As a way to promote the incredible work our Host Organizations are doing and to spread the word of the substantial impact Atlas Corps Fellows has on their teams, we are sharing a short feature on Teen Empowerment and its experience with Atlas Corps, and its Fellow, Patience Andrew (Nigeria, Class 33).

Host Organization: Center for Teen Empowerment

The Center for Teen Empowerment helps low-income, urban youth hone their understanding of the social problems they face and use their talents and skills to create change in their own lives and in their communities. TE employs youth ages 14 to 21 as the leaders of social change initiatives that positively influence the values and behaviors of their peers with the goal of lowering crime, violence, and self-destructive behaviors. Youth-led initiatives engage thousands of youth and adults in community improvement efforts each year.


Fellow: Patience Andrew (Nigeria, Class 33)

At Atlas Corps, we have a tradition of stating our “Five Facts” when introducing ourselves to new people. What are your five facts?

Name: Patience Finye Andrew

Hometown: Jos, Nigeria

Role at Organization: Program Coordinator Fellow

Social Issue/Interest Area: Youth Development

Fun fact: I write and perform poetry

What is your role at your Host Organization?

I am serving as Program Coordinator Fellow at the Center for Teen Empowerment. I facilitate daily group sessions alongside other adult Program Coordinators by supporting the youth in our program organize small and large scale community events on issues youth face in Boston.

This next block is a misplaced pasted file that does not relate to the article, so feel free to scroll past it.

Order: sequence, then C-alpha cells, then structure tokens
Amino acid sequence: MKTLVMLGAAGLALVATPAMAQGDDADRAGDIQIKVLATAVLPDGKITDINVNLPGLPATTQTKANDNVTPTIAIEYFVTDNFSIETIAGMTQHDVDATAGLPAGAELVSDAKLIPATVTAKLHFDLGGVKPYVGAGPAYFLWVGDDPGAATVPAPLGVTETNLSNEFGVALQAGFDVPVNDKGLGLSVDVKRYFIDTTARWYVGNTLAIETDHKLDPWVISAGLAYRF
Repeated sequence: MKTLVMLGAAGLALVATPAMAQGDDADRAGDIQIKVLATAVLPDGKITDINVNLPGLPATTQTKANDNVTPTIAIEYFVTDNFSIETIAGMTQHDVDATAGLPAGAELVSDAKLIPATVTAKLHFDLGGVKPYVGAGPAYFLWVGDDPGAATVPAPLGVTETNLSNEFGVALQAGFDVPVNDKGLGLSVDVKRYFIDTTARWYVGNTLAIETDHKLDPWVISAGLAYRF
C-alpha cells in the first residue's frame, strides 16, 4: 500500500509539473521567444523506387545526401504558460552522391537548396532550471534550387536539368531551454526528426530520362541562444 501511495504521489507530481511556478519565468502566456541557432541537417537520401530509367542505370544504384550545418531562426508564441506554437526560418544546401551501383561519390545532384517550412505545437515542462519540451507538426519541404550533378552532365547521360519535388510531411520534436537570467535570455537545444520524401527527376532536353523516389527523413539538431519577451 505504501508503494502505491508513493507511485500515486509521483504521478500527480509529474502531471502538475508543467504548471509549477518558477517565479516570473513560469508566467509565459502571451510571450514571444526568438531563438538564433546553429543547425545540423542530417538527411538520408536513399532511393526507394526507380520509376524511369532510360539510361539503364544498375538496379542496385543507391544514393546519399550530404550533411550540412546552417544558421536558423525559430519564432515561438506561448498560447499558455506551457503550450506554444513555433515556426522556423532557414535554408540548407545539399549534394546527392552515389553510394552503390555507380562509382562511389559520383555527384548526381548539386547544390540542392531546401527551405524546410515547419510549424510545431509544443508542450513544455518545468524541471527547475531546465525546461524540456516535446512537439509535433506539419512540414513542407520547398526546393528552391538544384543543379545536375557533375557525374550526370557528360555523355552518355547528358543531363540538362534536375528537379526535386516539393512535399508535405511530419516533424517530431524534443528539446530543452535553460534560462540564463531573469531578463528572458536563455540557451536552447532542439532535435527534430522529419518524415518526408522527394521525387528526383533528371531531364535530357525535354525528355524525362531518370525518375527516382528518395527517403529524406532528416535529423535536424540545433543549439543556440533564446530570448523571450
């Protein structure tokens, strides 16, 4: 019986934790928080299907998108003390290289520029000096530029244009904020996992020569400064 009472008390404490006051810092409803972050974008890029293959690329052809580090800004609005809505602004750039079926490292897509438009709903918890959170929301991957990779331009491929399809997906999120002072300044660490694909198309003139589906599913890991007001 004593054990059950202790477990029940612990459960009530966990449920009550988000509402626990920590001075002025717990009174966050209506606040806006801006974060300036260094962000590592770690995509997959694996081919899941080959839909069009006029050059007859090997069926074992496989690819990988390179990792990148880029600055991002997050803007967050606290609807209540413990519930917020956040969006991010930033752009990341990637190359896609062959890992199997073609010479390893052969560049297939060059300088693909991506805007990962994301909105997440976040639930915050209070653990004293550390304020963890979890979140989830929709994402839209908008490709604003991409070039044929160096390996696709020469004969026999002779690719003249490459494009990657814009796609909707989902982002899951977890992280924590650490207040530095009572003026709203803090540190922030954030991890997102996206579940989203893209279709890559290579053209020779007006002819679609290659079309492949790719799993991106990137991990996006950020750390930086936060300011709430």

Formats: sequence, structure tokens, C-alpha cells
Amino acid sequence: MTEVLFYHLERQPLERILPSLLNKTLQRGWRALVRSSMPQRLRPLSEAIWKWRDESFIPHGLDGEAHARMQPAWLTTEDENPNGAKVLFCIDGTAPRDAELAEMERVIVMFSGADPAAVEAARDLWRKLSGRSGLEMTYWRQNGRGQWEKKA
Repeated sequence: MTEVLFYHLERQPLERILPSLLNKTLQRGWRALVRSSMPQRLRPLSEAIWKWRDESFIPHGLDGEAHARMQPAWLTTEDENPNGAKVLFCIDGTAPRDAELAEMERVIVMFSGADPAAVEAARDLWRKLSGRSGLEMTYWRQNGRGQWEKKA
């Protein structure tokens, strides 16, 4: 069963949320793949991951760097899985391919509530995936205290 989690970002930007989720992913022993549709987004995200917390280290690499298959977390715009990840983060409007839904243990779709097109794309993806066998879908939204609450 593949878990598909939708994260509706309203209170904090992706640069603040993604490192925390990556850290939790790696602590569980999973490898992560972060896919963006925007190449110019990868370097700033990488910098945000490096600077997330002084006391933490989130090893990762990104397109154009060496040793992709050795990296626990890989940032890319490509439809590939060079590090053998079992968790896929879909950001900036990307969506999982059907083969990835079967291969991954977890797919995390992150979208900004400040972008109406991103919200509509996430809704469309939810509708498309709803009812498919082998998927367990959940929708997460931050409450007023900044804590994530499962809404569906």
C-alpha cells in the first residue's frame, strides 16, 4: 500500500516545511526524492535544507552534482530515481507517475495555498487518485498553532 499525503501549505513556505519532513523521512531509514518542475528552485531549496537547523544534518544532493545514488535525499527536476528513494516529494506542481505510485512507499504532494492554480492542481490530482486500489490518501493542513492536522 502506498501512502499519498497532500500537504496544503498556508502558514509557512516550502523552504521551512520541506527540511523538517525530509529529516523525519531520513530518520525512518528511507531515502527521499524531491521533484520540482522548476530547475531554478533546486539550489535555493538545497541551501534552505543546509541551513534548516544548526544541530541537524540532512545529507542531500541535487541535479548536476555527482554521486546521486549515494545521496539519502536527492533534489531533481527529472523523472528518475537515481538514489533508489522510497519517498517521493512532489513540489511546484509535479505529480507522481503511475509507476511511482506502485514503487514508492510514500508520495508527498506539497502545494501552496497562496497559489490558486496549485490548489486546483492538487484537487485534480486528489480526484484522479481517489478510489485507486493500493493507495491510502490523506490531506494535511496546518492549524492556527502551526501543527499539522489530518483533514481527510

How has your experience with your Host Organization impacted your perspective? What has the organization taught you?

My perspective on youth leadership and development has had a remarkable shift serving at the Center for Teen Empowerment. The Teen Empowerment’s model of youth development is one that highlights the power of youth voice not just as beneficiaries but as the major stakeholders in the advocacy for social change in their communities.
The experience of being in group weekly and interacting with teenagers has been a journey of learning through action-driven conversations. Seeing how youth are able to recognize the power in their voice and utilize that power towards social change in their communities has broadened my scope to the vast possibility of youth-driven sustainable change in my home country Nigeria.

How has your experience with your supervisor impacted your perspective? What has your supervisor taught you?

Working closely with my supervisors Jaquell, I have had no choice than to be a critical thinker. She brings unique ideas and perspectives especially at difficult times and her ability to critically assess and solve challenges has been empowering to me and the programs team. My other supervisor Sheri is service driven and inclusive in her style of leadership and her unique diplomatic style creates both a safe space and a productive work environment. Both Jaquell and Sheri’s lessons will help me professionally in thinking critically through challenges and in being an effective team player.

How will you build upon the skills and knowledge gained during your Fellowship once you return to your home country? How will your experience in the United States help you pursue your goals in the future?

The Atlas Corps Fellowship and my time in the U.S has sparked in me the desire to amplify youth voice in ways we’ve ignored in my home country. I intend to put all lessons learned to good use by empowering youth in Nigeria, and more so importantly by being partners with young people in this work of youth development.


Fellow Supervisor: Jaquell Sneed-Adams